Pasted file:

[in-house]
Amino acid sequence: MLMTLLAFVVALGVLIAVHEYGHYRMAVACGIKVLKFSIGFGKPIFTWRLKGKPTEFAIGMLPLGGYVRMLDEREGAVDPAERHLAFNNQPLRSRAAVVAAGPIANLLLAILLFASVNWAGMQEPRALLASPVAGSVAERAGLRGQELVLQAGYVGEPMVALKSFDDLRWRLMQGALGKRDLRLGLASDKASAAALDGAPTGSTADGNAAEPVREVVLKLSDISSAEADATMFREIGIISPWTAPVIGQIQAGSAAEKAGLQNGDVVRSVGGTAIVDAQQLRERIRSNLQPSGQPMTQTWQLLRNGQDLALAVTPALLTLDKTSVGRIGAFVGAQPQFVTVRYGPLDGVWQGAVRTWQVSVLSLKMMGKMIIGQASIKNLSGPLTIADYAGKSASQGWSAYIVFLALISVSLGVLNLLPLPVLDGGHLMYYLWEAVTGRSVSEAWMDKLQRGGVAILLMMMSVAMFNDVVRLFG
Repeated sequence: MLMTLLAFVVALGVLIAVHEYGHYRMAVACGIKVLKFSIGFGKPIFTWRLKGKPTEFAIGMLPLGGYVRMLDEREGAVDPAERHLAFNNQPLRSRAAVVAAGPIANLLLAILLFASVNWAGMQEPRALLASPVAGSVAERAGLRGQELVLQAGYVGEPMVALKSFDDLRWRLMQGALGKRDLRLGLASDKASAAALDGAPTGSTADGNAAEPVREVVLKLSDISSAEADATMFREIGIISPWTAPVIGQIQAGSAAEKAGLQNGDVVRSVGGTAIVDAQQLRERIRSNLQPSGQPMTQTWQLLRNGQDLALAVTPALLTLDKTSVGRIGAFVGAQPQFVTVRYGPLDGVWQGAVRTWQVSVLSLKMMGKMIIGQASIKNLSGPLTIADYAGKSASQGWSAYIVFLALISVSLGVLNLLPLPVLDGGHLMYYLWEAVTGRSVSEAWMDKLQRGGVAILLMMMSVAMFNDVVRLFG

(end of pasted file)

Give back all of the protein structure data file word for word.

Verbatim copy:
[in-house]
Amino acid sequence: MLMTLLAFVVALGVLIAVHEYGHYRMAVACGIKVLKFSIGFGKPIFTWRLKGKPTEFAIGMLPLGGYVRMLDEREGAVDPAERHLAFNNQPLRSRAAVVAAGPIANLLLAILLFASVNWAGMQEPRALLASPVAGSVAERAGLRGQELVLQAGYVGEPMVALKSFDDLRWRLMQGALGKRDLRLGLASDKASAAALDGAPTGSTADGNAAEPVREVVLKLSDISSAEADATMFREIGIISPWTAPVIGQIQAGSAAEKAGLQNGDVVRSVGGTAIVDAQQLRERIRSNLQPSGQPMTQTWQLLRNGQDLALAVTPALLTLDKTSVGRIGAFVGAQPQFVTVRYGPLDGVWQGAVRTWQVSVLSLKMMGKMIIGQASIKNLSGPLTIADYAGKSASQGWSAYIVFLALISVSLGVLNLLPLPVLDGGHLMYYLWEAVTGRSVSEAWMDKLQRGGVAILLMMMSVAMFNDVVRLFG
Repeated sequence: MLMTLLAFVVALGVLIAVHEYGHYRMAVACGIKVLKFSIGFGKPIFTWRLKGKPTEFAIGMLPLGGYVRMLDEREGAVDPAERHLAFNNQPLRSRAAVVAAGPIANLLLAILLFASVNWAGMQEPRALLASPVAGSVAERAGLRGQELVLQAGYVGEPMVALKSFDDLRWRLMQGALGKRDLRLGLASDKASAAALDGAPTGSTADGNAAEPVREVVLKLSDISSAEADATMFREIGIISPWTAPVIGQIQAGSAAEKAGLQNGDVVRSVGGTAIVDAQQLRERIRSNLQPSGQPMTQTWQLLRNGQDLALAVTPALLTLDKTSVGRIGAFVGAQPQFVTVRYGPLDGVWQGAVRTWQVSVLSLKMMGKMIIGQASIKNLSGPLTIADYAGKSASQGWSAYIVFLALISVSLGVLNLLPLPVLDGGHLMYYLWEAVTGRSVSEAWMDKLQRGGVAILLMMMSVAMFNDVVRLFG